Few of us test our powers of deduction, except when filling out an income tax form.
– Laurence J. Peter
Known primarily for his development of the Peter Principle, the Vancouver-born writer shares a valuable insight into the average citizen’s actions during tax filing season. Given that, he may be forgetting how busy Canadians are. Taxes can be stressful, time-consuming, and ultimately confusing for most… but they don’t have to be. Here’s a series of questions that many clients ask, and we’ve compiled them into a checklist for your benefit.
When is the 2023 Tax Filing Deadline in Canada?
The deadline for employed Canadians to file their personal taxes typically lands on April 30th for any given year. If that date falls on a weekend, however, it is pushed to the next business day. Looking towards 2023 as an example, where April 30th calls Sunday its home, the deadline has been reassigned to May 1st.
What Personal Information Do I Need to File My Taxes?
While taxes are usually different from one person to the next, there are a handful of necessities that apply to almost everyone. Here’s a quick overview of what you should have ready when you sit down with your paperwork:
What Income Slips Do I Need to File My Taxes?
It’s important to know which specific income slips you’ll need to file given your situation and sources of income. Looking at a sample list of some of the various forms, however, can be intimidating. With over a dozen various documents you can possibly file for your 2022 taxes, not all of them are applicable to everyone. Separating them into baskets to know which ones you’ll be needing may help clarify which slips pertain to your situation:
While we don’t expect everyone to have a list on hand (although you now know where to find one) the two major groupings are T4 and T5 slips for most employed investors. The former typically covers sources of income such as salaries or pension income, whereas the latter is usually geared towards investment-based income. Of course, the subcategories within these groupings are more focused and specific to the type of income generated.
What Eligible Deductions and Tax Credits Can I Use for my Taxes?
Credits and deductions can make all the difference for your finances and help you keep more of what you earn. While we’ve already written about tax-efficient investments in a previous article, a shortlist of other options that may benefit you this tax season includes:
How Do My RRSP Contributions Impact My Taxes?
As seen in the credits and deductions graphic above, we saved the best for last: RRSP contributions can have a significant positive impact on your filing as they reduce your overall taxable income for the year. The tax you defer upon contribution, however, is just that: deferred. When it comes time to withdraw, the funds will be fully taxed at your marginal rate. The reigning school of thought is that you should contribute during your working years when you are in a higher tax bracket and withdraw when you retire and your marginal tax rate is lower.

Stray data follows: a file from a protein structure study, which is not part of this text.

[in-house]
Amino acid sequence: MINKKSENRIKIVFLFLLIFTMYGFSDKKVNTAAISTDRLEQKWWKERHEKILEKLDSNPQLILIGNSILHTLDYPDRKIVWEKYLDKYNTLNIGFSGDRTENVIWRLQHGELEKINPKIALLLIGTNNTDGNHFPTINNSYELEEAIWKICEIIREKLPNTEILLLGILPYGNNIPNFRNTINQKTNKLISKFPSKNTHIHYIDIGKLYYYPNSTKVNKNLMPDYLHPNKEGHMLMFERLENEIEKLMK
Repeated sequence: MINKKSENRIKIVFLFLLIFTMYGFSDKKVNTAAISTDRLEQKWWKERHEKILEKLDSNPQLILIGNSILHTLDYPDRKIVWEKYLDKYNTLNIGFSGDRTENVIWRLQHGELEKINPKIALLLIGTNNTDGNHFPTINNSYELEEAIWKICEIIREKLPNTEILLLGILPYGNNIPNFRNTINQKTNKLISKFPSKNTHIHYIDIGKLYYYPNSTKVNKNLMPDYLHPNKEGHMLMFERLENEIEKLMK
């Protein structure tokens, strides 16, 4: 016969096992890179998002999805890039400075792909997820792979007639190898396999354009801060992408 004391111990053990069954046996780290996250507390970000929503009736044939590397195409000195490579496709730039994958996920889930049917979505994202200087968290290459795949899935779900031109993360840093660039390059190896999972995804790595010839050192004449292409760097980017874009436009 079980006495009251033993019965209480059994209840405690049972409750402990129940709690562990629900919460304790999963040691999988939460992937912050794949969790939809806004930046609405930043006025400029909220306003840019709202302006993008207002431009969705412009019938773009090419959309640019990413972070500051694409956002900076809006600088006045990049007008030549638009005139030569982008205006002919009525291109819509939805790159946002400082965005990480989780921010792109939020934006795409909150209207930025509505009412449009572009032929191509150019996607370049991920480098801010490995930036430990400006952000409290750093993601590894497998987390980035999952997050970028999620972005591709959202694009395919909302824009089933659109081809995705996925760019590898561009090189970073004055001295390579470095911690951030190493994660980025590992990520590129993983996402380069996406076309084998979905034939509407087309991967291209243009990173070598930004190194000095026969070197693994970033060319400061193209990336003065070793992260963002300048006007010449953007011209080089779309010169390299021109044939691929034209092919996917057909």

Many will encourage you to max out your contributions annually and without fail, but under certain circumstances, different strategies can benefit you. As per usual, a one-size-fits-all approach is rarely applicable in the world of personal finance and investment management.
Hypothetically, if you are scaling your business or your investments are maturing and you expect your income to be significantly higher in the future, you can decide to forego putting money into your RRSP and instead opt to build up your contribution limit, as any unused room can be carried forward indefinitely. Then, when your business is operating much more profitably, or you realize significant capital gains, you can make the appropriate contributions to effectively offset the taxable income. This technique has been well received by our clients once their financial plans come together.
How Do Capital Gains and Losses Work for My Taxes?
As investors, depreciating assets are rarely the ideal outcome—but these inevitabilities can be useful when it comes time to file your Schedule 3. For example, if you were to purchase a security and sell it once it has fallen in value, you are able to apply your capital losses against your capital gains in other investments and reduce your overall amount owed.
In another scenario, if your losses exceed your gains for that year, you may not be the most excited. But again, there is a silver lining. While you cannot apply your capital losses to other sources of income, they do become an aspect of your net capital loss and can be applied as a deduction against taxable capital gains in any future year, or even carried back and applied against previously recognized capital gains in the prior three tax years.